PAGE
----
We have a glimpse of that plan when we look at Sodom and Gomorrah. The Bible says that the men of Sodom were wicked exceedingly and sinners against God (Gen 13:13). We all know that eventually God brought down fire and brimstone on those cities and Jude tells us that their destruction stands as an example of how the wicked will be utterly destroyed in the last days in God’s eternal fire (Jude 7). Of course eternal fire is fire whose consequences are eternal.
With only a few quick looks we can know that sin has been an ongoing problem for the human race and that God has a plan to deal with it in the end. We see the picture of final destruction with Revelation 20 where we find that God brings down fire from heaven and that fire devours the wicked (20:9).
But what about whether or not Christ had to die for us? If we were to look back at the Old Testament again and read over the requirements of sacrifices we see a picture emerge. We must keep in mind that those animal sacrifices were foreshadowing the sacrifice of Christ. They were not merely examples to influence our thoughts.
Take a look at Exodus 12:5. It is here that the children of Israel are reminded of how their sacrifices must meet certain criteria. They had known these things before captivity but they needed a reminder after serving as slaves for so many years in Egypt.
We see that the sacrifice had to be without spot or blemish. It was to be a male that was a year old. Now this passage was in the context of the Passover, but the criteria for the sacrifices did not change. So did Christ have to die for our sins? Someone had to or else a lot of animals died needlessly; pointing to a sacrifice that never needed to happen.
But the answer is a resounding yes. Christ had to die for our sins. Why? Because we, you and I, are not perfect. We are not without blemish. We do not meet the criteria for a sacrifice that pays the penalty for sin. And because we do not meet God’s criteria for sacrificial payment we cannot redeem ourselves from sin’s penalty. Logically, if we cannot meet the standard then we can only look forward to being destroyed by God along with the wicked. The only power that you and I have is in choosing to accept the sacrifice that Jesus paid on our behalf.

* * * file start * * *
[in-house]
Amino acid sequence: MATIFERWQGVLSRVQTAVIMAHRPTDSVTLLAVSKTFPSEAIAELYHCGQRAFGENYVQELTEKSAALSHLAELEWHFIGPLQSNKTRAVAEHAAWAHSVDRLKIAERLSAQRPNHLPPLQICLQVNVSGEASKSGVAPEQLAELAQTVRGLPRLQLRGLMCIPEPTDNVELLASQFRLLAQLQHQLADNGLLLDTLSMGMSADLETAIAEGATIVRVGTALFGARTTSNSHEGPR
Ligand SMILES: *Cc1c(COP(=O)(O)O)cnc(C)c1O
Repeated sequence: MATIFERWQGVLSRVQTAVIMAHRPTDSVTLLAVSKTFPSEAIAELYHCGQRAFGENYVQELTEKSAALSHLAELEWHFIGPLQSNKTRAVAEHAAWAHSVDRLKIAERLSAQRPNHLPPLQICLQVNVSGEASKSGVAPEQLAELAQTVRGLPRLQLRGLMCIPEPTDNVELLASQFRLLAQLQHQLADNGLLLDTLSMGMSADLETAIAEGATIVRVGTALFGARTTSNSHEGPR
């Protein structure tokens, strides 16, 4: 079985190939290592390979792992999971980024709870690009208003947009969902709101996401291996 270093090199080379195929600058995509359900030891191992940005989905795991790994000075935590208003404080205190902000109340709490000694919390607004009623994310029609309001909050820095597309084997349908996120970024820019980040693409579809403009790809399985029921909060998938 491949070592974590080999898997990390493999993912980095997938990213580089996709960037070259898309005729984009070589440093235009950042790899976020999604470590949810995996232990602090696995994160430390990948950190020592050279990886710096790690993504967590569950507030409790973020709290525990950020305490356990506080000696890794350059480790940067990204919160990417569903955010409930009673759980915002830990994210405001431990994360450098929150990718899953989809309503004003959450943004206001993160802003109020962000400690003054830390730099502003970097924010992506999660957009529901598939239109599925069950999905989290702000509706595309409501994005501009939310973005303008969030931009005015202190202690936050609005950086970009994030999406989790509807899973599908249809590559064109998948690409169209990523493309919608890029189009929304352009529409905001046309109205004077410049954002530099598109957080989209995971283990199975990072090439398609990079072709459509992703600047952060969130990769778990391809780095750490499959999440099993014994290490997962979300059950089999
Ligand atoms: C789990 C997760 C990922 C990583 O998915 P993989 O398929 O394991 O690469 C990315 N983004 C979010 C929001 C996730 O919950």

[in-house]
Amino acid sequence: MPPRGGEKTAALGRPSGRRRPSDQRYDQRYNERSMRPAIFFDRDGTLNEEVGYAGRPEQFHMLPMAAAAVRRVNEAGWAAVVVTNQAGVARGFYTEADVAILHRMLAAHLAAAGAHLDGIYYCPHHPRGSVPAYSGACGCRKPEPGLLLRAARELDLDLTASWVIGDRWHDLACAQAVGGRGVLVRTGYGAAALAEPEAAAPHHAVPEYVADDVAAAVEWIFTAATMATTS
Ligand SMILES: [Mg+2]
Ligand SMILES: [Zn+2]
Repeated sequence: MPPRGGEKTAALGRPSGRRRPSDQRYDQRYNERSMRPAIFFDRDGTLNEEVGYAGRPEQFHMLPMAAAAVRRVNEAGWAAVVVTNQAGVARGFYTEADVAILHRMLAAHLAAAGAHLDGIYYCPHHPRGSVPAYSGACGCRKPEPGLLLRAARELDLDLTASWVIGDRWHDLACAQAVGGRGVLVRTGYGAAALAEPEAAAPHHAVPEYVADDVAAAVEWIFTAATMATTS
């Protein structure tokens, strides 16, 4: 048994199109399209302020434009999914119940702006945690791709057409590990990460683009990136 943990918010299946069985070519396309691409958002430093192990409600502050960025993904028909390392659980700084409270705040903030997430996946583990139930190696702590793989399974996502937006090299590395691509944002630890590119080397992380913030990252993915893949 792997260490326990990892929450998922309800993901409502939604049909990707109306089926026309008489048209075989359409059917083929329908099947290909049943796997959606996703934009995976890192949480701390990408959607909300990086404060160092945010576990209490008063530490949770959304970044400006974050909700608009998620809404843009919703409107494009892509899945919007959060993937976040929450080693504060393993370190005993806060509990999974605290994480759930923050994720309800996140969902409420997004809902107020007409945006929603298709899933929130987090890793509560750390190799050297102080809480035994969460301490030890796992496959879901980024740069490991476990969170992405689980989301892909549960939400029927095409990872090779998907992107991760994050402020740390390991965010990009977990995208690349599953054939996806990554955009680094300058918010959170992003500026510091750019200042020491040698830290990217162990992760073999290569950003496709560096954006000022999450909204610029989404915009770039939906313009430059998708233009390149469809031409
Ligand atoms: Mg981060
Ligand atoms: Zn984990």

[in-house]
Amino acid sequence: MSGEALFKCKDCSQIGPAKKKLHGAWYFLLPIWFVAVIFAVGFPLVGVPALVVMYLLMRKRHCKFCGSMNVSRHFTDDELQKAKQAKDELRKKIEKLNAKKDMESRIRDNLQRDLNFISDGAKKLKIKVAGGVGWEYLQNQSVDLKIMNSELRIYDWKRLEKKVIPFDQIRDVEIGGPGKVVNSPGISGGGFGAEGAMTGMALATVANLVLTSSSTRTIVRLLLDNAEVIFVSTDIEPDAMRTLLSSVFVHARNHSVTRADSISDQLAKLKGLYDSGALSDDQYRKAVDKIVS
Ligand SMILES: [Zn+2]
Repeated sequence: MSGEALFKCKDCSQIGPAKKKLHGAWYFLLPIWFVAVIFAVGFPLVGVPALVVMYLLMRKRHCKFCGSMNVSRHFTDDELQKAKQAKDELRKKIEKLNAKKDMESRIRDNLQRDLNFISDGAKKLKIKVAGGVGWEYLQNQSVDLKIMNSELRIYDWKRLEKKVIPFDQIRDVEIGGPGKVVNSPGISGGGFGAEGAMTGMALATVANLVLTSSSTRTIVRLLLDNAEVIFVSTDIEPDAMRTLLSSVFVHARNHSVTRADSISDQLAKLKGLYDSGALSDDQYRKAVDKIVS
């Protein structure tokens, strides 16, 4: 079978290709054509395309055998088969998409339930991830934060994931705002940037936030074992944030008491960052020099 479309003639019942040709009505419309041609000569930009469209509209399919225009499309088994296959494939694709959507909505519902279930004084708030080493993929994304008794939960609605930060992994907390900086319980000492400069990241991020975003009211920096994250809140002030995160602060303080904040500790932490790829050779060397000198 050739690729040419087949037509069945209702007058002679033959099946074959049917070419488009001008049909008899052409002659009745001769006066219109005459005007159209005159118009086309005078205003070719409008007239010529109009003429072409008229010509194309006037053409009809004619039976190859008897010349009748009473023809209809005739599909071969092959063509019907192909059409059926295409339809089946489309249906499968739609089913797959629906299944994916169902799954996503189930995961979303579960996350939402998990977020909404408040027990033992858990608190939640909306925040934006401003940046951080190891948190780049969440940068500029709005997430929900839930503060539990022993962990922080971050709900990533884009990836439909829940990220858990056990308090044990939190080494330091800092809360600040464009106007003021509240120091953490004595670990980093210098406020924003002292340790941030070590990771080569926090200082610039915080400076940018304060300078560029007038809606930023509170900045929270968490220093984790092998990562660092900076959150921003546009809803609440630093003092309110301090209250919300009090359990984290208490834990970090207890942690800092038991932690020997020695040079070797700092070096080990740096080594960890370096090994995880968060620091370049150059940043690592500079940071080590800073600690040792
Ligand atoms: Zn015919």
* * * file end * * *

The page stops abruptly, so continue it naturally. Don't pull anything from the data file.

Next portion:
Old School Theology
When Paul comes on the scene he was intimately familiar with sinners and what they needed in order to be saved. Paul knew that all have sinned against God (Rom 3:23) and that sin gives wages of death to all who fail to repent (Rom 6:23). Paul’s teaching on atonement was not new and emerging theology. It was simply teaching that tied the sacrifices of the past to the ultimate sacrifice of the Lord Jesus. Paul’s theology agreed with God’s!
Let’s look at Romans 5 together today. In the very first verse of Romans 5 Paul makes the statement, “…we have peace with God through our Lord Jesus Christ.” Why would we need peace? We need peace because as sinners we are at odds with God. As sinners, we are in rebellion to God. We cannot live in direct opposition to God and expect to have peace with Him can we? No, it does not work that way.
If you read over the next few verses of Romans 5 you can discover that because Christ has reconciled us to the Father we now have access to grace and His glory (Rom 5:2). Let’s take a quick survey and see this played out in Romans.
He Died For Us
Survey Romans 5:
-5:6 died for the ungodly
-5:8 died for us
-5:10 saved by His life
-5:11 through whom we have received reconciliation
-5:19 many will be made righteous
How will you respond?
Today, you and I have an opportunity to respond to the awesome gift that Christ gave us through His sacrifice. Today, during this communion service we can recount that gift. His blood was not shed just so that you and I can have an example of what happens if we refuse to follow God. Christ’s life could not be that example anyway because His was one that was free from sin completely (Hebrews 4:15).
Christ died for us and His blood was shed because Hebrews 9:22 tells us that unless blood is shed their can be no forgiveness of sin. We gather around this table today to celebrate the fact that His blood was shed to take away our sins. We gather around this table today to celebrate the fact that His body was broken open to pay the penalty for our sins.
If you and I buy into this false teaching that says Christ died to simply morally influence us, then you and I have no need to celebrate communion. Communion is for those who accept Christ’s atoning sacrifice for the remission or taking away of their sins.
As you consider what Jesus has done for you today, I beg of you to not let anyone lessen Christ’s sacrifice for you. Do not let the self-proclaimed intellectuals of our day rob you of knowing that Christ died for you because He had to in order to save us. You and I cannot simply turn away from sin on our own and hope to be saved as we are morally influenced.
As we come to this table today, let us recall the words of Peter where he reminded us that there is no other name under heaven by which we must be saved than the name of Christ Jesus (Acts 4:12). It is my prayer that each of us will realize that without Christ we stand no chance of being saved, and that apart from Him we are lost. We only have hope because of His death on our behalf. Let us come to this table today in honor of that fact.
Died for Nothing
Midland SDA Church
July 24, 2010
Written By Pastor Darryl Bentley
Edited By Oyeniyi Olayemi Samuel